Double lacrimal puncta: clinical presentation and potential mechanisms of epiphora.Ophthalmology. 2010 Jan; 117(1):180-183.e2.O
Congenital supernumerary lacrimal puncta and canaliculi are rarely reported. Our purpose is to present the largest series of patients with supernumerary puncta and to describe the clinical presentation and associated lacrimal anomalies.
Observational retrospective case series.
All patients diagnosed with supernumerary puncta by a single surgeon between 1988 and 2008.
Retrospective case note review.
MAIN OUTCOME MEASURES
Patient demographics, clinical presentation, lacrimal and systemic examination findings, management, and surgical outcomes.
Twenty-three patients (12 female, 11 male) with a median presenting age of 54 years (range, 1-88 years) had unilateral double lower lid puncta. In 5 patients the presence of a double punctum was an incidental examination finding. Eighteen patients had unilateral tearing on the same side as the double punctum. In 6 children presenting with tearing, associated congenital lacrimal anomalies included nasolacrimal duct obstruction, a lacrimal fistula, a lacrimal sac diverticulum, and absence of the upper canaliculus. Associated systemic findings in 3 children included Down syndrome (1 patient) and preauricular sinuses (2 patients). Of 12 adult patients presenting with ipsilateral tearing, 5 had complete nasolacrimal duct obstruction and 6 had either partial nasolacrimal duct obstruction or functional epiphora. Dacryocystorhinostomy was performed in 12 patients and resulted in improvement or resolution of symptoms in 11 patients (92%).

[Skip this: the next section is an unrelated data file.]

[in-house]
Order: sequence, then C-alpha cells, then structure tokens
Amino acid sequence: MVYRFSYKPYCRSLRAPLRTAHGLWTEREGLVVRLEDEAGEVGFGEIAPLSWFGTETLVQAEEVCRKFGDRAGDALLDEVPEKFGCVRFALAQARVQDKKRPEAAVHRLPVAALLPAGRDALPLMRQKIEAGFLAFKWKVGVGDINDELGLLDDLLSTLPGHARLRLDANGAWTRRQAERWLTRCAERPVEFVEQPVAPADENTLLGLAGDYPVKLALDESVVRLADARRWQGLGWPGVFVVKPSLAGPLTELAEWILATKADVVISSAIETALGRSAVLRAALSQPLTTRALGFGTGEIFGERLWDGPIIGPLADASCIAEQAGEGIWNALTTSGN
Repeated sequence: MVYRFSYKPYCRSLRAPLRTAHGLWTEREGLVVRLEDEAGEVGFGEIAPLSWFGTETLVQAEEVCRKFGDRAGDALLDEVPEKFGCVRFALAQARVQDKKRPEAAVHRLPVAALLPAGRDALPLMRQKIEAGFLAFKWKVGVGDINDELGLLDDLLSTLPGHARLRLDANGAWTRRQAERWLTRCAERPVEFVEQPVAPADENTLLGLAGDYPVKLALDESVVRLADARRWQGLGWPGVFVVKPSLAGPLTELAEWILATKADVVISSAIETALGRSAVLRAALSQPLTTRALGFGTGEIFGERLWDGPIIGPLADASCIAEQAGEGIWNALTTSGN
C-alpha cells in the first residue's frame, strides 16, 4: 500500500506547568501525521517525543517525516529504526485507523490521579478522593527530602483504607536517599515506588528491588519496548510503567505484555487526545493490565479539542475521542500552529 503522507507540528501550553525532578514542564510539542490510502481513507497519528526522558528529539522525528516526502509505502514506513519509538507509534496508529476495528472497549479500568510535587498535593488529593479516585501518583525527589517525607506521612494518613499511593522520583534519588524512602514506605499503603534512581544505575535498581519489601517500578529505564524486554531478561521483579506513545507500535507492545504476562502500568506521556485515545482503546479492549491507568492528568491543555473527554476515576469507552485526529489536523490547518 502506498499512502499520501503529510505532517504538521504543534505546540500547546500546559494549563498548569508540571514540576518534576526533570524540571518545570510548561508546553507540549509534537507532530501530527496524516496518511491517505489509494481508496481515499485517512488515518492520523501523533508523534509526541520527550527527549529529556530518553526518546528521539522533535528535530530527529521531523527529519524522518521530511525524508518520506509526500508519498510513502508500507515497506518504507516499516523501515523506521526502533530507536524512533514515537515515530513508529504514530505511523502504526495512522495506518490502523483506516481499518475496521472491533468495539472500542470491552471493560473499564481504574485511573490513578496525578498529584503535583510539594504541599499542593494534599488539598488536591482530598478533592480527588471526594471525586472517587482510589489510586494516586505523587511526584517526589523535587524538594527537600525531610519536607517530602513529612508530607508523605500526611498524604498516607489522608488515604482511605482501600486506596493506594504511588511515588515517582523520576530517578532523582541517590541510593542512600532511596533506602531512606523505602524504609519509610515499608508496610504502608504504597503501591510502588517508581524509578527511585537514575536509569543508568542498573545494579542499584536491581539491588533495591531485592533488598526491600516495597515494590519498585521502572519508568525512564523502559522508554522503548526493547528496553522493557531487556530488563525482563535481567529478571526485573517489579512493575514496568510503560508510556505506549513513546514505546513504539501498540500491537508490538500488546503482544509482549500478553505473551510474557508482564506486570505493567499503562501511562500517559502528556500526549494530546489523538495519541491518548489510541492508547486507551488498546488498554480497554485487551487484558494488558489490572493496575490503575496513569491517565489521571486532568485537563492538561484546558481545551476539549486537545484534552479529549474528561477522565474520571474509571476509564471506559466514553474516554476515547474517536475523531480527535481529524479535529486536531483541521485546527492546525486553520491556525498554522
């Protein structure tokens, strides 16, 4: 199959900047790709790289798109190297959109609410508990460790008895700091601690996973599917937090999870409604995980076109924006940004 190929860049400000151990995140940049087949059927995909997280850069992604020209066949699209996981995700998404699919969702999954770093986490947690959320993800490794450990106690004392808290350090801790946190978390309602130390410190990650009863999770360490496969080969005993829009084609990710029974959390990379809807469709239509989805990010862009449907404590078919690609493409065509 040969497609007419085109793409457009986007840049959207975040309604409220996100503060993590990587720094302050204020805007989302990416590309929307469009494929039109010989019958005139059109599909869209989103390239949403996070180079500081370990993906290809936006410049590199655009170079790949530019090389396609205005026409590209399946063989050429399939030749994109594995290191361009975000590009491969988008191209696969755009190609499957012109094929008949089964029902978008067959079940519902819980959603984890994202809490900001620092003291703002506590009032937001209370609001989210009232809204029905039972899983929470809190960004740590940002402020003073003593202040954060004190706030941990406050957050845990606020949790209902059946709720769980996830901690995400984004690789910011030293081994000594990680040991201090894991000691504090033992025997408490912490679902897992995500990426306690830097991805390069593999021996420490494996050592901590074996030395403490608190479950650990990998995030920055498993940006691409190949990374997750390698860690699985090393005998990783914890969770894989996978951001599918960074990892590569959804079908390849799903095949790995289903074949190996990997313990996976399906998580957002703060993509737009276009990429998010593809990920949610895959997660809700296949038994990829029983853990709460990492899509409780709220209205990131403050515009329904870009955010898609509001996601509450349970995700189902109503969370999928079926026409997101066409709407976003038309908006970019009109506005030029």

Double lower lacrimal puncta may be associated with epiphora. In younger patients, tearing may be due to associated congenital anomalies of the nasolacrimal system. A proportion of patients presenting with onset of tearing in adulthood have patent lacrimal systems and otherwise normal adnexal examination results, suggesting that the presence of double puncta may be associated with compromised canalicular function. Reflux of tears through the accessory canaliculus is a potential mechanism and would be consistent with a recently proposed 2-compartment model of lacrimal canalicular drainage.
The authors have no proprietary or commercial interest in any materials discussed in this article.